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your bold-beating oaths, under the shelter of your ho-
Enter Mistress QUICKLY.
Quick. I'll be sworn; as my mother was, the first hour I was born.
Fal. I do believe the swearer: What with me?
Fal. Two thousand, fair woman; and I'll vouchsafe thee the hearing.
Quick. There is one mistress Ford, sir ;-) pray, come a little nearer this ways:-I myself dwell with master doctor Caius.
Fal. Well, on: Mistress Ford, you say,
Quick. Your worship says very true: I pray your worship, come a little nearer this ways.
Fal. I warrant thee, nobody hears ;-mine own people, mine own people.
Quick. Are they so? Heaven bless them, and make them his servants!
Fal. Well: mistress Ford ;-what of her?
Quick. Why, sir, she's a good creature. Lord, lord! your worship's a wanton: Well, heaven forgive you, and all of us, I pray!
Fal. Mistress Ford-come, mistress Ford.
Quick. Marry, this is the short and the long of it; you have brought her into such a canaries, as 'tis wonderful. The best courtier of them all, when the court lay at Windsor, could never have brought her to such a canary. Yet there has been knights, and lords, and gentlemen, with their coaches; 1 warrant you, coach
after coach, letter after letter, gift after gift; smelling so sweetly, (all musk,) and so rushling, I warrant you, in silk and gold; and in such alligant terms; and in sach wine and sugar of the best, and the fairest, that would have won any woman's heart; and, I warrant you, they could never get an eye-wink of her.--I had myself twenty angels given me this morning: but I defy all angels, (in any such sort, as they say,) but in the way of honesty :-and, I warrant you, they could never get her so much as sip on a cup with the proudest of them all: and yet there has been earls, nay, which is more, pensioners; but, I warrant you, all is one with her.
Fal. But what says she to me? be brief, my good she Mercury.
Quick. Marry, she hath received your letter; for the which she thanks you a thousand times; and she gives you to notify, that her husband will be absence from his house between ten and eleven.
Fal. Ten and eleven?
Quick. Ay, forsooth; and then you may come and see the picture, she says, that you wot of;-master Ford, her husband, will be from home. Alas! the sweet woman leads an ill life with him; he's a very jealousy man; she leads a very frampold life with him, good heart.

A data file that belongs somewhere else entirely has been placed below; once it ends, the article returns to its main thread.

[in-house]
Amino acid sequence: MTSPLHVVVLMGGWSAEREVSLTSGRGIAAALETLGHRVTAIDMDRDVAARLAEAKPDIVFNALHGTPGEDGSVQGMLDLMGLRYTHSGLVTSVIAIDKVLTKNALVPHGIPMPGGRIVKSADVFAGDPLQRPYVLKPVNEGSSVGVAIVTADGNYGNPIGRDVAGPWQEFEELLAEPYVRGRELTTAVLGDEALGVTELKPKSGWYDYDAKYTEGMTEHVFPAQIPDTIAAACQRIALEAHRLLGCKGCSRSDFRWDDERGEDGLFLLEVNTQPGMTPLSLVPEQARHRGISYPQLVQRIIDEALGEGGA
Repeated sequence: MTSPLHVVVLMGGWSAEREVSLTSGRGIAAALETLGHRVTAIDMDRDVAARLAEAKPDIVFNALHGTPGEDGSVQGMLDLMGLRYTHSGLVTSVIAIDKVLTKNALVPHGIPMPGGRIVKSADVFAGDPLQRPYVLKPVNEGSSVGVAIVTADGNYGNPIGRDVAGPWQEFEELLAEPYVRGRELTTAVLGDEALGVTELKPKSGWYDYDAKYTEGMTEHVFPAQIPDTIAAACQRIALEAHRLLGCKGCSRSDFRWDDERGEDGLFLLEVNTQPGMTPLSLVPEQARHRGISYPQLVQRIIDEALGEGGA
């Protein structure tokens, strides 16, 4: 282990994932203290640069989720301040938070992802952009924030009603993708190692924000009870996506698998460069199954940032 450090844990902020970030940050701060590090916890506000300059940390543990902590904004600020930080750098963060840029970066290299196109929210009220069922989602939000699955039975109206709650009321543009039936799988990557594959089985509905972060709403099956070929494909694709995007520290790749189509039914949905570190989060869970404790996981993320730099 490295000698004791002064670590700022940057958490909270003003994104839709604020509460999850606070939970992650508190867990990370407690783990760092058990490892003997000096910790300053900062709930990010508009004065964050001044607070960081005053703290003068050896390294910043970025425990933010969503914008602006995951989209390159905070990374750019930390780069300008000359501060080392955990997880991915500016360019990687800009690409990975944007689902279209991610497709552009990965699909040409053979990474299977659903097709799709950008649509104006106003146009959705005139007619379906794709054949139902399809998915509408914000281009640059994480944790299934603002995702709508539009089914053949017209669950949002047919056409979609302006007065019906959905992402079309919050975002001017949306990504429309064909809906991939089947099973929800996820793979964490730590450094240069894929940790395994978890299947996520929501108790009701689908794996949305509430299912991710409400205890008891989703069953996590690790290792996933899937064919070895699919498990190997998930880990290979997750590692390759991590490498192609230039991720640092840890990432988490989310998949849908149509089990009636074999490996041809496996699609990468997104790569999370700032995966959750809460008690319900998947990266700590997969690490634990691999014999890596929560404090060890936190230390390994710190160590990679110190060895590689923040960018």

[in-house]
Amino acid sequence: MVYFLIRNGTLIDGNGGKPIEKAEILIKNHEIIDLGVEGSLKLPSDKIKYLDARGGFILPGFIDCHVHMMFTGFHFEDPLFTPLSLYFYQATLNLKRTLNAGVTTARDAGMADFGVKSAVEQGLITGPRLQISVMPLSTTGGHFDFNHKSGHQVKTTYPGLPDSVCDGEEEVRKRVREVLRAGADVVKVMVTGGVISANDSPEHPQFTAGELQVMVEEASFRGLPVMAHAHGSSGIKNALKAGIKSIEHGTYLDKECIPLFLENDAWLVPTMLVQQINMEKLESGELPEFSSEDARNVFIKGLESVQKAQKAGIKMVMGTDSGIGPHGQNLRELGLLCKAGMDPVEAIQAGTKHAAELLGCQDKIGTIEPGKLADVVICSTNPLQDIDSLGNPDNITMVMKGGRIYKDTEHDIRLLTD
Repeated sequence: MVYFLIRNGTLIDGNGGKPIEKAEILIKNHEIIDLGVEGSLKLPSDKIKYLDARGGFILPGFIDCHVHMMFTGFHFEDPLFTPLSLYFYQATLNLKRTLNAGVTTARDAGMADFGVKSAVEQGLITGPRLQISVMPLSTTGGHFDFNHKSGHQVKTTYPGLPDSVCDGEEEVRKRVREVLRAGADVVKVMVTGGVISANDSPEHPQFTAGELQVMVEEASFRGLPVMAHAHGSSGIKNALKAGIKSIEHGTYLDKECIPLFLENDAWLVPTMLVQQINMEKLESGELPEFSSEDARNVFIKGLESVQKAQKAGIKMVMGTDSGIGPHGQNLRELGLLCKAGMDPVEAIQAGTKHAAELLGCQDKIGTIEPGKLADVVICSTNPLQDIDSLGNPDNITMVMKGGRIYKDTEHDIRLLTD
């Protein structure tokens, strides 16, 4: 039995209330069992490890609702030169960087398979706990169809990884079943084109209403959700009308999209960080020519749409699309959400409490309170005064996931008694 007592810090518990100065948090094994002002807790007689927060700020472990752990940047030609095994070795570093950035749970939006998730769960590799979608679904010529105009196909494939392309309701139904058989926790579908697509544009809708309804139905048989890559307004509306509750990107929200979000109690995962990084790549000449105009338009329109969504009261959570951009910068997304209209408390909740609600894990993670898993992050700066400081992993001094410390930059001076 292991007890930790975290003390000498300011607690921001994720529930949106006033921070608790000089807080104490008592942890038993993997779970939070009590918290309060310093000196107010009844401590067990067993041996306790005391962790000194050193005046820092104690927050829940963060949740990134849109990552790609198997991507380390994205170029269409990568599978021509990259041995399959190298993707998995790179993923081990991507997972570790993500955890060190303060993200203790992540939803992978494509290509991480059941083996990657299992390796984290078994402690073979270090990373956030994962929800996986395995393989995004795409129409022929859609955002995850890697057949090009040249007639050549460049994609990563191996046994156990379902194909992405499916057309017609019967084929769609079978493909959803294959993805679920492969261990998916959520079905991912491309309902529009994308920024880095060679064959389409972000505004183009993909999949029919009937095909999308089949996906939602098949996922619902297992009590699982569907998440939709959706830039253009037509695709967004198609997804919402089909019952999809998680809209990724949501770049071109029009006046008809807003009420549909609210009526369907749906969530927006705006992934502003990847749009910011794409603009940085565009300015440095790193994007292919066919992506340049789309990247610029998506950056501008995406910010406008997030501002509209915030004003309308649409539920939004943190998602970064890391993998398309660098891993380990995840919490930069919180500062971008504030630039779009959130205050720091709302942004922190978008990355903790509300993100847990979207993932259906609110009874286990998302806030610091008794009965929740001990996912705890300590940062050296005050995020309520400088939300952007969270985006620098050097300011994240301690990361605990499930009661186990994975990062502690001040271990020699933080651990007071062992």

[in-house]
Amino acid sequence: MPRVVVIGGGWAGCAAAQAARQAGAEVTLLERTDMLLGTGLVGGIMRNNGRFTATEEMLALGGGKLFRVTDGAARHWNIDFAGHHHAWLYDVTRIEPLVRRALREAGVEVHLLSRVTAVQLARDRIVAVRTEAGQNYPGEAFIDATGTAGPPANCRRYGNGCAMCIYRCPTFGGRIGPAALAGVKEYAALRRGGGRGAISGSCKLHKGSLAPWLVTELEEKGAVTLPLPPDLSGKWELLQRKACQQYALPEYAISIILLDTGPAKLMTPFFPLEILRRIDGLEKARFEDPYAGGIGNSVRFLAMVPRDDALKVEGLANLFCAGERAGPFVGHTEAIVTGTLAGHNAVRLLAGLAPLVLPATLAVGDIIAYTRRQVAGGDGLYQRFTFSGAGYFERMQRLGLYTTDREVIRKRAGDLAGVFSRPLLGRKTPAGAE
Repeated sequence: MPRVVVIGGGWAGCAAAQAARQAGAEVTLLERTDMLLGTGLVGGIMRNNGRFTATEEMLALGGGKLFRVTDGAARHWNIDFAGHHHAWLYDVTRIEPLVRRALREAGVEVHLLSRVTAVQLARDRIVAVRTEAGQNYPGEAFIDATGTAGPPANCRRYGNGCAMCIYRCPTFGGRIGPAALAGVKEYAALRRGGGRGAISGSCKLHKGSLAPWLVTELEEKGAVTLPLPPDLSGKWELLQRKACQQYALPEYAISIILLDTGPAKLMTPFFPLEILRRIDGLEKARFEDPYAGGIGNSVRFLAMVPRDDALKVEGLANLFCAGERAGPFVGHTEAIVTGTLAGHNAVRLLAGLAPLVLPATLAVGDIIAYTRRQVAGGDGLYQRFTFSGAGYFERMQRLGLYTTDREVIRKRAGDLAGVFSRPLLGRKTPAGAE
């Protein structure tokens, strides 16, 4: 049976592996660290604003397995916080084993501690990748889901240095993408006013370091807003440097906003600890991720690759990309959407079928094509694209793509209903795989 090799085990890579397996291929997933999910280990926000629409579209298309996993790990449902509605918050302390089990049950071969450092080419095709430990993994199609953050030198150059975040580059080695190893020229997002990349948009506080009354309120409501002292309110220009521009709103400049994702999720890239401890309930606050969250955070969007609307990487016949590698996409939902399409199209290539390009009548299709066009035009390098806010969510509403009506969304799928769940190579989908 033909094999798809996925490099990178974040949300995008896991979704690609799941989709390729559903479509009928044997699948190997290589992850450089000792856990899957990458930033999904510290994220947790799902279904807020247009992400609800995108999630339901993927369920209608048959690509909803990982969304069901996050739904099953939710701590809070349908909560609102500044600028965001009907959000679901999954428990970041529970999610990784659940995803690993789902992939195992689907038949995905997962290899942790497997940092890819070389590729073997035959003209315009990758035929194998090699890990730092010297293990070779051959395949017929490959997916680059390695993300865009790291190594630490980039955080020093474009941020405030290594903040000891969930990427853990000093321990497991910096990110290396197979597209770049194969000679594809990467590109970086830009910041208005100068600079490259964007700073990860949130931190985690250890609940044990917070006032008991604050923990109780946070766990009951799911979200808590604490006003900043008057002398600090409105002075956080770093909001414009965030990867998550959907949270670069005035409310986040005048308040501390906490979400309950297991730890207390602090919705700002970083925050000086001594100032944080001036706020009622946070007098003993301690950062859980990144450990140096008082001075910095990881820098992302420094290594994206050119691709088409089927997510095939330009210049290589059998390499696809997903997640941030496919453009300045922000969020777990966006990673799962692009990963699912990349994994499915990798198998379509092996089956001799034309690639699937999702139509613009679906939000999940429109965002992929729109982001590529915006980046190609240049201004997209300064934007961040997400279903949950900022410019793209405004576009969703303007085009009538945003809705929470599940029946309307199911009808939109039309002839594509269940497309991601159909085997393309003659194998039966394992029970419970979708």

Fal. Ten and eleven? Woman, commend me to her; I will not fail her.
Quick. Why, you say well? But I have another messenger to your worship: Mistress Page hath her hearty commendations to you too ;—and let me tell you in your ear, she's as fartuous a civil modest wife, and one (I tell you) that will not miss your morning nor evening, prayer, as any is in Windsor, whoe'er be the other: and she bade me tell your worship, that her husband is seldom from home; but, she hopes, there will come a time. I never knew a woman so dote upon a man : surely, I think you have charms, la; yes, in truth.
Fal. Not I, I assure thee; setting the attraction of my good parts aside, I have no other charms.
Quick. Blessing on your heart for’t !
Fal. But, I pray thee, tell me this : has Ford's wife, and Page’s' wile, acquainted each other how they love me?
Quick. That were a jest, indeed!—they have not so little grace, I hope :—that were a trick, indeed! But mistress Page would desire you to send her your little page, of all loves; her husband has a marvellous infection to the little page: and, truly, master Page is an honest man. Never a wife in Windsor leads a better life than she does; do what she will, say what she will, take all, pay all, go to bed when she list, rise when she list, all is as she will; and truly she deserves it: for if there be a kind woman in Windsor, she is one. You must send lier your page; no remedy.
Fal. Why, I will."
Quick. Nay, but do so then: and, look you, he may come and